It’s all good. On Monday, the Italian government took stock of the wave of ransomware attacks over the weekend. The top brass met in the morning and assessed that “despite the seriousness of the incident, in Italy no primary institution or company operating in sectors critical to national security was affected,” according to an official note from the Prime Minister’s office.
- Attending were Alfredo Mantovano, Undersecretary overseeing cybersecurity at the PM’s Office; Roberto Baldoni, Director of the National Cybersecurity Agency (ACN); and Elisabetta Belloni, Director of Italy’s intelligence community (DIS).
What happened? On Sunday, the ACN sent out an alert of a massive ransomware attack targeting VMware ESXi servers through a known vulnerability, which had been patched in 2021. The malware was believed to have affected several thousand outdated servers in multiple countries, including Canada, Finland, France (the first to issue the alert), Italy and the United States.
- ACN technicians went on to alert the affected companies in Italy and urged all users to update their VMware servers.
- The US’ Cybersecurity and Infrastructure Security Agency also announced it was “working with our public and private sector partners to assess the impacts of these reported incidents and providing assistance where needed.”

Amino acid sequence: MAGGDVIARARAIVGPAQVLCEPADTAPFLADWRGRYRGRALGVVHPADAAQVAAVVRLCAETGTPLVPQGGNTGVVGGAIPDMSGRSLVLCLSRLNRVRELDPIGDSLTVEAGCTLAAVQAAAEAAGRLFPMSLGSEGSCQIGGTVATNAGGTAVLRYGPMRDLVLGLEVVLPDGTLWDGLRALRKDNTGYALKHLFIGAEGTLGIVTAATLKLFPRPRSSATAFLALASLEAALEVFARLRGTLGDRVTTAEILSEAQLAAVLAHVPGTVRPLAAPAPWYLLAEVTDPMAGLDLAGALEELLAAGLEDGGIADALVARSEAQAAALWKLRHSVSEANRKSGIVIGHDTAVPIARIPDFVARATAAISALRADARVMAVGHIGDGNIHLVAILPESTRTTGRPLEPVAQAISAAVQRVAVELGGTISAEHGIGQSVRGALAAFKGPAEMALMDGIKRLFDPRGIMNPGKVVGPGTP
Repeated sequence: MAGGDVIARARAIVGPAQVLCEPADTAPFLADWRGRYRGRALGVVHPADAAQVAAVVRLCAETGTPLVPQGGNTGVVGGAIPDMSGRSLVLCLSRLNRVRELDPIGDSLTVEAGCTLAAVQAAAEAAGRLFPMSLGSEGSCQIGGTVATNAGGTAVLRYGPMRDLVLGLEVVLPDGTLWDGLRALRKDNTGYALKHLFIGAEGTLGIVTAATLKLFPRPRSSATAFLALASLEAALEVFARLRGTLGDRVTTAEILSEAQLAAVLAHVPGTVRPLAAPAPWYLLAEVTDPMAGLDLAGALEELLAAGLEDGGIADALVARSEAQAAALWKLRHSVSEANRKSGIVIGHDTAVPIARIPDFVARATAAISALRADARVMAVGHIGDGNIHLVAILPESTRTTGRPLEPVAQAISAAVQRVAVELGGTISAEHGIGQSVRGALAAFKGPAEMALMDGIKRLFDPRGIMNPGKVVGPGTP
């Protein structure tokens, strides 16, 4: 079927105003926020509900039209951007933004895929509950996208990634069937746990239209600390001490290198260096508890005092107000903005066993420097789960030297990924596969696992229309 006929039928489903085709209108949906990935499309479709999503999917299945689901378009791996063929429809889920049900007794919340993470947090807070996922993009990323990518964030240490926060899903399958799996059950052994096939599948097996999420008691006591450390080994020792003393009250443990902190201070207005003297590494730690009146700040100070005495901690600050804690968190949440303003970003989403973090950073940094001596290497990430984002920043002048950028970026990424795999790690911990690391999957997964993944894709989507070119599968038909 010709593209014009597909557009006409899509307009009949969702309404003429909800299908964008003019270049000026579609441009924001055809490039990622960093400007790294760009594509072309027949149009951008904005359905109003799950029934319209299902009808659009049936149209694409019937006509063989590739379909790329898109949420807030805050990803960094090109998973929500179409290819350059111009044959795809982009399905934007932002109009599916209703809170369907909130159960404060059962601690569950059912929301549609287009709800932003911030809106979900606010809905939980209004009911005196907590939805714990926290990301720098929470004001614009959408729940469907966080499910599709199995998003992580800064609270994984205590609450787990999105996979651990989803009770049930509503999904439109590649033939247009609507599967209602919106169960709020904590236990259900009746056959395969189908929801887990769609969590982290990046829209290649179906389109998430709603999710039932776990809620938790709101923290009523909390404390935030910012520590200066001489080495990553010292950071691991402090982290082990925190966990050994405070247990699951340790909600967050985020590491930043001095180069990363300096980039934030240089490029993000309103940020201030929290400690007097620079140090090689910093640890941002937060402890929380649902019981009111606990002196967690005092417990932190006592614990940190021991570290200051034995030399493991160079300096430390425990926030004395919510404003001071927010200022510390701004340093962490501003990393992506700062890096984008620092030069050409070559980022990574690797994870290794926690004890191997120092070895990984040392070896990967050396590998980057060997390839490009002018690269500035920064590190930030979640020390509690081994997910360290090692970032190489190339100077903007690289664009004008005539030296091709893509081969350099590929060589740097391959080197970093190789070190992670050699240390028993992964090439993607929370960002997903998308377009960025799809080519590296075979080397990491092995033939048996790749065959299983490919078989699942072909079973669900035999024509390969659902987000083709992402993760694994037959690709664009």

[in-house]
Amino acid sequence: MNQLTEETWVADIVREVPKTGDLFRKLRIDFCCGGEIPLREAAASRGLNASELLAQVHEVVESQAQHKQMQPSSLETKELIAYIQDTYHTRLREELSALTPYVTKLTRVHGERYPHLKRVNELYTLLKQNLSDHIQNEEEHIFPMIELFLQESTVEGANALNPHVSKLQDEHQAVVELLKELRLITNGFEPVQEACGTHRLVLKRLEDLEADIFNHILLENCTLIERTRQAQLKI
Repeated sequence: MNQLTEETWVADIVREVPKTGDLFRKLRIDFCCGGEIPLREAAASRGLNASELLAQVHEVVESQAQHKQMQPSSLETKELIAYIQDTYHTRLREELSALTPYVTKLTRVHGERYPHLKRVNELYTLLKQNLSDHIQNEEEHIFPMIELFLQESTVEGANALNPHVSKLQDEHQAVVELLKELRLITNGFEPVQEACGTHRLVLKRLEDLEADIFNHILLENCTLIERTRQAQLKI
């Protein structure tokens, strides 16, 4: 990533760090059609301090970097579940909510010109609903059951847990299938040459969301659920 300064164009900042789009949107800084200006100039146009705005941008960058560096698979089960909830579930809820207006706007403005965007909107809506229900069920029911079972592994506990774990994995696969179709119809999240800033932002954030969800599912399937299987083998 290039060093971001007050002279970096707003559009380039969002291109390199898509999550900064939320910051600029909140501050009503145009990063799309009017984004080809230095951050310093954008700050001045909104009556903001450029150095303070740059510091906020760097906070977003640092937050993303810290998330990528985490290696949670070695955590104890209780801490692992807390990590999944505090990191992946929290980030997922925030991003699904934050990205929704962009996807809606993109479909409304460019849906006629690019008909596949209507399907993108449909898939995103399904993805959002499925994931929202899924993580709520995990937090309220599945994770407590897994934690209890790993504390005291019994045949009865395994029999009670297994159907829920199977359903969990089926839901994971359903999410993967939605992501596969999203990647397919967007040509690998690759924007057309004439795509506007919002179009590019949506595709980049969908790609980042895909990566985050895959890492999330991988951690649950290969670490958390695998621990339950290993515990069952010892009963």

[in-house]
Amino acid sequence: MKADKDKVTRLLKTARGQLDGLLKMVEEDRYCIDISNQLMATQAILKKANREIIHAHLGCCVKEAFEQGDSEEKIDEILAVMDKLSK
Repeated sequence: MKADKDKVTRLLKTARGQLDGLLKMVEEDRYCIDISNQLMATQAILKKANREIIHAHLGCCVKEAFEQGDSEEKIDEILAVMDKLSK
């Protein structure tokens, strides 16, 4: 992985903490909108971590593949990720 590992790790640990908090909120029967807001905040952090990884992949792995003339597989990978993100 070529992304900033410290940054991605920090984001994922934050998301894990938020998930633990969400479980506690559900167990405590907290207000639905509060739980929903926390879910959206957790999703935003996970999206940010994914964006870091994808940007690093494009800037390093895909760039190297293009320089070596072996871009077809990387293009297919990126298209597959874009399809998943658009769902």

Fast forward to Monday morning, after the ACN and Italy’s Polizia Postale, which oversees cybercrime investigations, had conducted an assessment. The verdict: no evidence relating to an attack by a hostile State actor. It was likely a wave of ransomware-type operations, where cybercriminals encrypt the victim’s data and blackmail them for economic gain.
- The PM’s office noted that the ACN had sought to alert “all sensitive parties to take the necessary protective measures. Some of the recipients of the warning heeded it, others did not, and unfortunately [the latters] are paying the consequences today,” reads the statement.
- Both agencies are working to identify all potentially vulnerable people so as to contain the ransomware wave and the possible impact on the wider population.